Paresh Jatakia and Santanu Choudhury/Bloomberg
Jet Airways (India) Ltd., the nation’s biggest domestic carrier, will find out on 11 April if its revised offer to buy Sahara Airlines Ltd. has been accepted, 10 months after scrapping a Rs22 billion ($513 million) bid.
Jet Airways offered to buy Sahara for Rs14.5 billion. Jet Airways Chairman Naresh Goyal today said he expects a decision by the afternoon of 11 April.
Combining with Sahara to get its airport facilities and pilots ahead of a proposed merger between India’s two government airlines may help Jet cut costs in an industry set to lose $500 million this year.
Growing competition in India is hurting profitability and the purchase may be difficult to implement, wrote Jamshed Dadabhoy, a Citigroup Inc. analyst in Mumbai.
“Timely and effective integration of Air Sahara remains a key risk factor,” Dadabhoy wrote in a report to clients yesterday. He has a ‘sell’ rating on the stock, with a price target of Rs390.
By combining with Sahara, Jet will be able to extend its lead in the domestic market, cut replication in their network and become the only non-government airline to have the rights to fly overseas. India’s government, which doesn’t detail airline market shares, has permitted only Sahara and Jet to fly overseas.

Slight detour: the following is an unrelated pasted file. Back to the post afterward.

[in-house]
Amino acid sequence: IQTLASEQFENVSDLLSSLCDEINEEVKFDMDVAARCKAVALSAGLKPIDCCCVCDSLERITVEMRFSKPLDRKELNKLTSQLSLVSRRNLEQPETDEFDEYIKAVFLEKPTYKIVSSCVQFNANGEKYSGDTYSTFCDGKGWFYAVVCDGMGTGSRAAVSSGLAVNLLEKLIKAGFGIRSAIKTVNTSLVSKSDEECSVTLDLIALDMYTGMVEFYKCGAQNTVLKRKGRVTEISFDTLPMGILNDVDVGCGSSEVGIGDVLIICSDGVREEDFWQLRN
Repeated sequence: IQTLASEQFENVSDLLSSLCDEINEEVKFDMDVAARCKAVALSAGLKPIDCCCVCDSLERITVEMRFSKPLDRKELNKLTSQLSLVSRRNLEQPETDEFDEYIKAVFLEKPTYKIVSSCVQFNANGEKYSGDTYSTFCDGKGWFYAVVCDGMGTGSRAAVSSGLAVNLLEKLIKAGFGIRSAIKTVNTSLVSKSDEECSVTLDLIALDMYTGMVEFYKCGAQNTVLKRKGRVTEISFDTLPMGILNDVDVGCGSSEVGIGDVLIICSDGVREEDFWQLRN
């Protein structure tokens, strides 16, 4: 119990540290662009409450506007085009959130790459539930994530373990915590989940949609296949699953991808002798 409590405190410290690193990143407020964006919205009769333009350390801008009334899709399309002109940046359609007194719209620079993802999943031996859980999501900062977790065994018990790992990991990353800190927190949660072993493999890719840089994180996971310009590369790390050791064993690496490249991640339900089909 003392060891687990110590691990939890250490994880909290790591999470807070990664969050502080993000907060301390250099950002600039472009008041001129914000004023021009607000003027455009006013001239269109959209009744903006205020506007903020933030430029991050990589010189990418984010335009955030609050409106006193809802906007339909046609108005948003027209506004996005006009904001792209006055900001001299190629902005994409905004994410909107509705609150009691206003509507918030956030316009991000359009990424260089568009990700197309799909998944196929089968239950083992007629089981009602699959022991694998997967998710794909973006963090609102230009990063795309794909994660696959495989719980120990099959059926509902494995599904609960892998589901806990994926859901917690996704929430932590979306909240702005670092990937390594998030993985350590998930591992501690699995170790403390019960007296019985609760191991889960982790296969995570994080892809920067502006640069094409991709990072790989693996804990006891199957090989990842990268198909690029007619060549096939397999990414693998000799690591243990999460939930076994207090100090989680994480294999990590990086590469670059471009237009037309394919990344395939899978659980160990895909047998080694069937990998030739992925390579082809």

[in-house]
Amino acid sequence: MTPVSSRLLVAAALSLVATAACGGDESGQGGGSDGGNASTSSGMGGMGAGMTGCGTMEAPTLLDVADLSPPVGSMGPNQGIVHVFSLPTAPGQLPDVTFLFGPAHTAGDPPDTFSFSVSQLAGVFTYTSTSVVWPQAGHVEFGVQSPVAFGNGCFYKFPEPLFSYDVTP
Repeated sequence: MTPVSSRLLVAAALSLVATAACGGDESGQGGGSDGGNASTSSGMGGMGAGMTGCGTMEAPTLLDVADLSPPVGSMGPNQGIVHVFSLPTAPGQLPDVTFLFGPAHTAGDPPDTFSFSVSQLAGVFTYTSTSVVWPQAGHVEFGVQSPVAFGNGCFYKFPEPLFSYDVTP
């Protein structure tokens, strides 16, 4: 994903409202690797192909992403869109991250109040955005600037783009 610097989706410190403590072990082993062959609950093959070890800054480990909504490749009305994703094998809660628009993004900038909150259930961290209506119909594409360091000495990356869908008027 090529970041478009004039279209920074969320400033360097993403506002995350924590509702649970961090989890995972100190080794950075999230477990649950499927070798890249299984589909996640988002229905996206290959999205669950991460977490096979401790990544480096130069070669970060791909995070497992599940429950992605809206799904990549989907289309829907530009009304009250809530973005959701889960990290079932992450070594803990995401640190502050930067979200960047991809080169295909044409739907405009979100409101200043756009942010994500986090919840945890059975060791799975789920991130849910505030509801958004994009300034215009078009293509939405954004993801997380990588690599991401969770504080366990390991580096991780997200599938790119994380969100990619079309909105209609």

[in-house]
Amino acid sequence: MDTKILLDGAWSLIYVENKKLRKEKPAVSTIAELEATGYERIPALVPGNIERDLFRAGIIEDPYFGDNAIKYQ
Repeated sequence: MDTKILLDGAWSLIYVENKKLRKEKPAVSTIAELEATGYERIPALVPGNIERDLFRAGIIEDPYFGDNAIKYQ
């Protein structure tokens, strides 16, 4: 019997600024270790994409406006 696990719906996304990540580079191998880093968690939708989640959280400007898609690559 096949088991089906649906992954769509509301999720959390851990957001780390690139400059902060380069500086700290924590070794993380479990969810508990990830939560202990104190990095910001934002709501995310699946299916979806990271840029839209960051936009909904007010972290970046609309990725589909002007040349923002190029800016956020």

Shares of Jet Airways fell 4.9% to Rs613.25 on the Bombay Stock Exchange. The shares have almost halved since the first takeover offer in January 2006.Still, purchasing Sahara may hurt Jet Airways, Surbhi Chawla, an analyst at Angel Broking Ltd. wrote in a note to clients on 10 April.
“The merger would strain the profitability and the balance sheet of jet Airways in the near to medium term, before the merger can fully realize the benefits arising out of the synergies,” she wrote.
Neeta Raina, a spokeswoman for Sahara, declined to comment on the new offer, and Jet Airways Chief Executive Officer Wolfgang Prock-Schauer also declined to comment on the report. Saroj Datta, Jet Airways’ executive director, didn’t answer calls made to his mobile phone.
Jet Airways is seeking to buy Sahara to add flights and get access to more parking bays and landing slots at the nation’s busiest airports. It offered to buy New Delhi-based Sahara in an all-cash deal in January last year. The 14-year-old carrier withdrew the offer in June, saying some conditions preceding the merger weren’t met.
Since then, Sahara’s market share has halved to 7% as Deccan Aviation Ltd., India’s biggest low-fare airline, and other carriers flew more passengers.“I don’t think it’s a wise decision to buy Air Sahara as their market share is now down,” said Kapil Kaul, chief executive officer of the India unit of the Centre for Asia Pacific Aviation. Kaul was earlier an employee in Sahara Airlines.